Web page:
Apple Supplier Wintek May Boost Compensation for Poisoned Workers in China
Wintek Corp., a supplier of displays to Apple Inc., may pay more money to workers in China poisoned by chemicals while making touch-screen panels, Chief Financial Officer Jay Huang said. The stock fell the most in two months.
“If they feel they need more compensation to be satisfied, then we’re willing to discuss it case by case,” Huang said in a phone interview today. The Taichung, Taiwan-based company has already paid about 10 million yuan ($1.5 million) to 91 workers poisoned after dealing with the chemical N-hexane, he said.
Workers at a Wintek Group factory in Suzhou, China became ill in 2009 after using N-hexane to clean display panels, the company said in a May 17 exchange statement. Employees wrote to Steve Jobs, Chief Executive Officer of Apple, appealing for help after the poisoning, Reuters reported yesterday, citing a letter signed by people who claimed to represent the workers.
“This case happened a long time ago, so the impact is more short-term noise,” said Kylie Huang, an analyst who rates Wintek and its competitor TPK Holding Co. “outperform” at Macquarie Securities Ltd. in Taipei. “I don’t think Apple will take orders away from Wintek, though they may put pressure on the company to raise its standards.”
Wintek shares dropped 4.4 percent to NT$51.90 at the 1:30 p.m. close of trading today in Taipei, the most since Dec. 15. The benchmark Taiex index lost 1.7 percent and Taipei-based TPK, which also supplies touch-panels to Apple, dropped 1.8 percent.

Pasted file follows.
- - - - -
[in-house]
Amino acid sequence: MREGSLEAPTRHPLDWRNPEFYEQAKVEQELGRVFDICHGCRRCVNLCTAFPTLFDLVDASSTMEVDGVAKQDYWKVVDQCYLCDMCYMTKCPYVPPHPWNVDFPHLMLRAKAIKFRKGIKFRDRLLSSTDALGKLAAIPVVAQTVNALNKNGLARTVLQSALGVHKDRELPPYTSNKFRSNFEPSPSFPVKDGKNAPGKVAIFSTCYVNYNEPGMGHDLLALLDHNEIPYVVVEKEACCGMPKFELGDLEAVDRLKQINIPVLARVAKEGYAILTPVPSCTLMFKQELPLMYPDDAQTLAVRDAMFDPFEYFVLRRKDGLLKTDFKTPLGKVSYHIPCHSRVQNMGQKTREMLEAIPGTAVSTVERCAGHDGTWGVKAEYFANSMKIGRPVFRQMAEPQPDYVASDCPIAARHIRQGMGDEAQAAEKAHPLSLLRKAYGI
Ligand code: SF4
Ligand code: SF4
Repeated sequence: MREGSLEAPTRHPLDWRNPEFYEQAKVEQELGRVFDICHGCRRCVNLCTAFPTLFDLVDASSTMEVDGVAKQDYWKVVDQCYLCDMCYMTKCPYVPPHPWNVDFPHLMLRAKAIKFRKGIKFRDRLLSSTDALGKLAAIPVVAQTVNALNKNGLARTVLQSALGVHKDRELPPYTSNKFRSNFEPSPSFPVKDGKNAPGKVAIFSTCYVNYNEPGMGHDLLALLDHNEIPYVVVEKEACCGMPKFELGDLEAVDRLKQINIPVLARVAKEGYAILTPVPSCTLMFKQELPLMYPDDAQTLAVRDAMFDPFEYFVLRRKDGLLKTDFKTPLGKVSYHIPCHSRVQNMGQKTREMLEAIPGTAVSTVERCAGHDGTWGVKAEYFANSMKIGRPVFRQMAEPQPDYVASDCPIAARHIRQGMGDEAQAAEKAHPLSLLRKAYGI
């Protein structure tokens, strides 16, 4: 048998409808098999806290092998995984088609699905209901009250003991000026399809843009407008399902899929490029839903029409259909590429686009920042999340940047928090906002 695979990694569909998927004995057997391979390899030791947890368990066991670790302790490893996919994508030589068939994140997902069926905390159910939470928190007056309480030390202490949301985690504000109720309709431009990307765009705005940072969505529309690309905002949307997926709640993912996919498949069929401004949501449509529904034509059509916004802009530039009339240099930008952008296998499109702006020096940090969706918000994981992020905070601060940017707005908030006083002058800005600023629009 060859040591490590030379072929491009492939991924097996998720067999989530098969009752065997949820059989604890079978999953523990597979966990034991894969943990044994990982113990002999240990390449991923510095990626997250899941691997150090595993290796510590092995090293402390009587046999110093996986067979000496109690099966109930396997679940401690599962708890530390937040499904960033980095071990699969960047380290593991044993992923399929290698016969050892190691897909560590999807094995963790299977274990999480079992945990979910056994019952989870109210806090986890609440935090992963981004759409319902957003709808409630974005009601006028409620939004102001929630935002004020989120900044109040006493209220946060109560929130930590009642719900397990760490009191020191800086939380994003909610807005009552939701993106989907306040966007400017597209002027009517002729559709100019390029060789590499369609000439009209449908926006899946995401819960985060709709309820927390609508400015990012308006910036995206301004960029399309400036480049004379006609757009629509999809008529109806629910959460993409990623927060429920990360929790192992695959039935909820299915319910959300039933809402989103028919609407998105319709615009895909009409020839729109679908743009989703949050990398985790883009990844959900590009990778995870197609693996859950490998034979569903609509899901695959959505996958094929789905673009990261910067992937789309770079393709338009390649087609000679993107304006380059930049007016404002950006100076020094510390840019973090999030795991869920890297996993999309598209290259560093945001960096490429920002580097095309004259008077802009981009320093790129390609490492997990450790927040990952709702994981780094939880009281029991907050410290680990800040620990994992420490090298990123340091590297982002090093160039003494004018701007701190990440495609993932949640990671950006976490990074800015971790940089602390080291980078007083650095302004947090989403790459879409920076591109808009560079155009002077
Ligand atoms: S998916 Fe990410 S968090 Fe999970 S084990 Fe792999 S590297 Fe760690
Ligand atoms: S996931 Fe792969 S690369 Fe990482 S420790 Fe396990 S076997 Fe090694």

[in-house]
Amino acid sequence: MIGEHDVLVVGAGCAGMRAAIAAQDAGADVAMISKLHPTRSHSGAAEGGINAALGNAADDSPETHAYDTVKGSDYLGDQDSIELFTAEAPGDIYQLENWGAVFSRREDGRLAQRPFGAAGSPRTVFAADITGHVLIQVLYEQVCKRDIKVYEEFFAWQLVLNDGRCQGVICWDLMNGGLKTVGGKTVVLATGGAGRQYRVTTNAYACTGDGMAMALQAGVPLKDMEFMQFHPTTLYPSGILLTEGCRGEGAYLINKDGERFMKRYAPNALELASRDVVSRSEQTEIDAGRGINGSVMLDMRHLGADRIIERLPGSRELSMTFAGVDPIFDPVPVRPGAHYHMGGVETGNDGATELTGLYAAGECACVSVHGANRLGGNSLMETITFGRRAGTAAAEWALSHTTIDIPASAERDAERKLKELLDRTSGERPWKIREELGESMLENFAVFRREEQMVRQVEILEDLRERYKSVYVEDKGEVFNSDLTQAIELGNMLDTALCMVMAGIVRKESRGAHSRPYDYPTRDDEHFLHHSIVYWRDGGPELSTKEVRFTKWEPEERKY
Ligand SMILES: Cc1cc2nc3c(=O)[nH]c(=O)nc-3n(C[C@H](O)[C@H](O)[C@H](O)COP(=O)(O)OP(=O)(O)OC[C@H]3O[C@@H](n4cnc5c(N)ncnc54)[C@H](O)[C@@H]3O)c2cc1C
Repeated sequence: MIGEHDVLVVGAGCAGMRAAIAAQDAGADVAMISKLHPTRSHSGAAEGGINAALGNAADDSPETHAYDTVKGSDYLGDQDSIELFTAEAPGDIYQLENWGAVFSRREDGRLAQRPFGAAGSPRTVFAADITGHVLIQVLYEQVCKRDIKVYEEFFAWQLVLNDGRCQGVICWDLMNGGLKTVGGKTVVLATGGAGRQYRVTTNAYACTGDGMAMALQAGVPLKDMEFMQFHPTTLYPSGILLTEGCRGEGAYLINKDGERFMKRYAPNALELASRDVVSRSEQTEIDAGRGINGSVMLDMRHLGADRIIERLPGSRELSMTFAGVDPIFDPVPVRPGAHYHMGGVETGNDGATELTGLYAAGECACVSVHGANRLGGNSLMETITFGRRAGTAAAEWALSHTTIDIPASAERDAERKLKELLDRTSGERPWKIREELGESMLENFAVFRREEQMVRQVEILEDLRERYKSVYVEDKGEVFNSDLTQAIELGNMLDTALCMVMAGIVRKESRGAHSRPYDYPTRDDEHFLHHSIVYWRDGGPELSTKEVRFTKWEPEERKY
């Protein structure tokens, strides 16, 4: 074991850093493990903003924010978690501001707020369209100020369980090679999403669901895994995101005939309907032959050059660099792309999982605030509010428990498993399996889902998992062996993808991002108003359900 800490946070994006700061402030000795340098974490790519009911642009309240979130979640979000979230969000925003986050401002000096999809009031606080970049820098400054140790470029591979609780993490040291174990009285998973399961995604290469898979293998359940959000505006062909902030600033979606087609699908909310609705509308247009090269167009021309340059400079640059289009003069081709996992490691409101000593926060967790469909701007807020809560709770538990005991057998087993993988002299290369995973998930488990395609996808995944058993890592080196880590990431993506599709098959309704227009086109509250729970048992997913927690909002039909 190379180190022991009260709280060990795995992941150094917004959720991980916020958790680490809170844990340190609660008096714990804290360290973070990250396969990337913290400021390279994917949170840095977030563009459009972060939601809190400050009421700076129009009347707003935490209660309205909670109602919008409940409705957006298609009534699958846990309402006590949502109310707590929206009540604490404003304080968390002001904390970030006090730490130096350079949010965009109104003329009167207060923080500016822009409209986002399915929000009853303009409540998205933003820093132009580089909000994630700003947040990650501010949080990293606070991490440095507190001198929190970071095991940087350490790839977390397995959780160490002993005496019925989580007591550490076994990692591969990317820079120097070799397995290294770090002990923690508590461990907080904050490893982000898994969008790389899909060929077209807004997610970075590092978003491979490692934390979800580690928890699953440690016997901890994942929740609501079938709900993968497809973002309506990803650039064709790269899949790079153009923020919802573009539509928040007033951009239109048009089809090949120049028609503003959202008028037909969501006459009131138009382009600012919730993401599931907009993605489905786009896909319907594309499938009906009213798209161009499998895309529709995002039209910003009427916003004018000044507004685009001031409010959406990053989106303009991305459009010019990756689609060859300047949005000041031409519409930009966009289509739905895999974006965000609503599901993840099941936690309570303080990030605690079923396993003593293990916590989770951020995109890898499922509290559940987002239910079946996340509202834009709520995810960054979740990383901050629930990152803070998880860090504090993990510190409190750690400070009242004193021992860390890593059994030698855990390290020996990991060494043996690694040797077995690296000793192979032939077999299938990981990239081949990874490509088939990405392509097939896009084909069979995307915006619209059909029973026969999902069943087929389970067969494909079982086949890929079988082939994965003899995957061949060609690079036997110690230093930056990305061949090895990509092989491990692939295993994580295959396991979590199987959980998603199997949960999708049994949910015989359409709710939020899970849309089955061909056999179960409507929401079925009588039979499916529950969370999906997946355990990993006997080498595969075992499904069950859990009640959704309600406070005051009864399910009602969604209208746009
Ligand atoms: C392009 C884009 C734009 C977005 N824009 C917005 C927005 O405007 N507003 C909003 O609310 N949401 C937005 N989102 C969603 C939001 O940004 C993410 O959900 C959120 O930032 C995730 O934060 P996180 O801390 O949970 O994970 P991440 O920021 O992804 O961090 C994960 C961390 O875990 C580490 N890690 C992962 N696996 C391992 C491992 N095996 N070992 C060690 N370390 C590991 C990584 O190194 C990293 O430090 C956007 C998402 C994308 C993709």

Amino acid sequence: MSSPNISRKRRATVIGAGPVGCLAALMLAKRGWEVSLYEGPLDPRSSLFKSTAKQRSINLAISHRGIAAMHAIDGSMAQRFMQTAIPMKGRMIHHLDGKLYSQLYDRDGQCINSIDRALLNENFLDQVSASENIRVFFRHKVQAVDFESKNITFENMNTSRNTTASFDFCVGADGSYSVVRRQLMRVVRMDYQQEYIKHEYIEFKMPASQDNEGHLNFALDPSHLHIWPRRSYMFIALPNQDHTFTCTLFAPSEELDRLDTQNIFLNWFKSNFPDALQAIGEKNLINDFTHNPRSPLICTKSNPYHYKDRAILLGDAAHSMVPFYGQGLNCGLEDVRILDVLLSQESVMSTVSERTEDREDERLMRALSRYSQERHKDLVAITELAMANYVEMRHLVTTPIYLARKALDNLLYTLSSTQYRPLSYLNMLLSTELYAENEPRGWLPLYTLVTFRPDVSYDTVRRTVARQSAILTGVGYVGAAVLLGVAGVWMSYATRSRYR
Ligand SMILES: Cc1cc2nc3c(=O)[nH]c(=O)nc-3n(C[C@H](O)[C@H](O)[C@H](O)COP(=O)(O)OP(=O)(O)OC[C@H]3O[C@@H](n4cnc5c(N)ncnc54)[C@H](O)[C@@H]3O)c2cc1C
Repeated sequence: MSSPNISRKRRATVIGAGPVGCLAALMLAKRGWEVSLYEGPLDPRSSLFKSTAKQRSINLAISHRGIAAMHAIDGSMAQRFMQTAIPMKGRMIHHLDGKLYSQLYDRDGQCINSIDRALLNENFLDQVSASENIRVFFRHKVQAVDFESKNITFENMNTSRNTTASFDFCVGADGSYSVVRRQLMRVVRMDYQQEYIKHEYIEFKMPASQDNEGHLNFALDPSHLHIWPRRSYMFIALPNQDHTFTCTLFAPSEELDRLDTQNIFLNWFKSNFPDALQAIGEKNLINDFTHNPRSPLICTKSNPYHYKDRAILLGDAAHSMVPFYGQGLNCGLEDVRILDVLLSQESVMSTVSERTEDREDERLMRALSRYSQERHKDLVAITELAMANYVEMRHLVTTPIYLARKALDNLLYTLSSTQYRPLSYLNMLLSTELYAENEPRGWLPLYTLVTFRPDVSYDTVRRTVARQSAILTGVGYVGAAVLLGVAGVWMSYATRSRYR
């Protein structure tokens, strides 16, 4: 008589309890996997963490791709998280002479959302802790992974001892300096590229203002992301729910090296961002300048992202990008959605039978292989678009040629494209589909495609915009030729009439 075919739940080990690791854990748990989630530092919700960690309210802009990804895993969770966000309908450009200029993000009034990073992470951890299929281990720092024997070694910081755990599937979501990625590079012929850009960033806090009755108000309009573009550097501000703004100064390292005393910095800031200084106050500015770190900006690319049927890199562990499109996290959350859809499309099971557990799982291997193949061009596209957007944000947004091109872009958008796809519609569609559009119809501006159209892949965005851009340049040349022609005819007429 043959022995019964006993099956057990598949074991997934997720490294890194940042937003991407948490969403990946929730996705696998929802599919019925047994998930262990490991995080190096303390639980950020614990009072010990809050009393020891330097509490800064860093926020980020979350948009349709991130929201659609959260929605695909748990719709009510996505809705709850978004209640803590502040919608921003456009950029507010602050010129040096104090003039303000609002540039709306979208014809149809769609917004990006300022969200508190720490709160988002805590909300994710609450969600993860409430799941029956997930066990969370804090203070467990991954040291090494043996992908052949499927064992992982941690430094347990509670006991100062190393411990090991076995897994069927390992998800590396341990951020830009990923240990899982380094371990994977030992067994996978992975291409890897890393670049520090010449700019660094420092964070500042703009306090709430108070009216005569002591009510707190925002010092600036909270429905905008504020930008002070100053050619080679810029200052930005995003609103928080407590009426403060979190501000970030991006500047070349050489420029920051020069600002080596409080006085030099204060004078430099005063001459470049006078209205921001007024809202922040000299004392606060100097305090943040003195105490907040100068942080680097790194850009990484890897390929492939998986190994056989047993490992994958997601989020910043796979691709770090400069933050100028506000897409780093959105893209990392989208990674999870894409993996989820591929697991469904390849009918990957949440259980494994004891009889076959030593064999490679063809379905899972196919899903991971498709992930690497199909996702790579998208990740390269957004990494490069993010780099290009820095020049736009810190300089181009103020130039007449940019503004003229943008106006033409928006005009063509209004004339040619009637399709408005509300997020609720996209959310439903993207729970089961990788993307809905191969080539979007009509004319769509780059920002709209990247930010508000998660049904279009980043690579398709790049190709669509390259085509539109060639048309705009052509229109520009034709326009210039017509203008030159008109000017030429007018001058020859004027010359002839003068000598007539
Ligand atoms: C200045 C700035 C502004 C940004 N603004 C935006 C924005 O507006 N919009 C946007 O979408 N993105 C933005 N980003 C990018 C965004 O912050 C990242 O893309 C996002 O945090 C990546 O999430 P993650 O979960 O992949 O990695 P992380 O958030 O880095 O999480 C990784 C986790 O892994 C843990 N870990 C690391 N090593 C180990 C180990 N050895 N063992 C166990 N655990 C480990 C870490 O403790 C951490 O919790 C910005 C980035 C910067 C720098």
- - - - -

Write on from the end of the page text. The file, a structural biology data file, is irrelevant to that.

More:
Huang said he’s not heard of the letter to Jobs.
“Only a few” workers are seeking further payouts, with most having fully recovered or accepted compensation, he said.
An Apple representative visited employees at the Wintek affiliate, United Win Technology, to listen to worker’s demands, China Daily reported today, citing a worker named Hu Jie.
Jill Tan, an Apple spokeswoman in Hong Kong, didn’t answer two calls to her cellphone today. Carolyn Wu, a Beijing-based spokeswoman, didn’t answer a call to her cellphone either.
Of the 137 workers affected by the poisoning, 56 still work for the company and the rest have left, Huang said. Some workers left after accepting compensation in accordance with local regulations that require the highest payouts for employees who can no longer work, he said.
Apple considers the poisoning “a core violation” of worker safety, and required Wintek to stop using the chemical and provide evidence that it has been removed from production lines, the company said in its 2011 Apple Supplier responsibility report released earlier this month.
Wintek also supplies touch panels to HTC Corp. and Samsung Electronics Co.
To contact the reporter on this story: Tim Culpan in Taipei at firstname.lastname@example.org.
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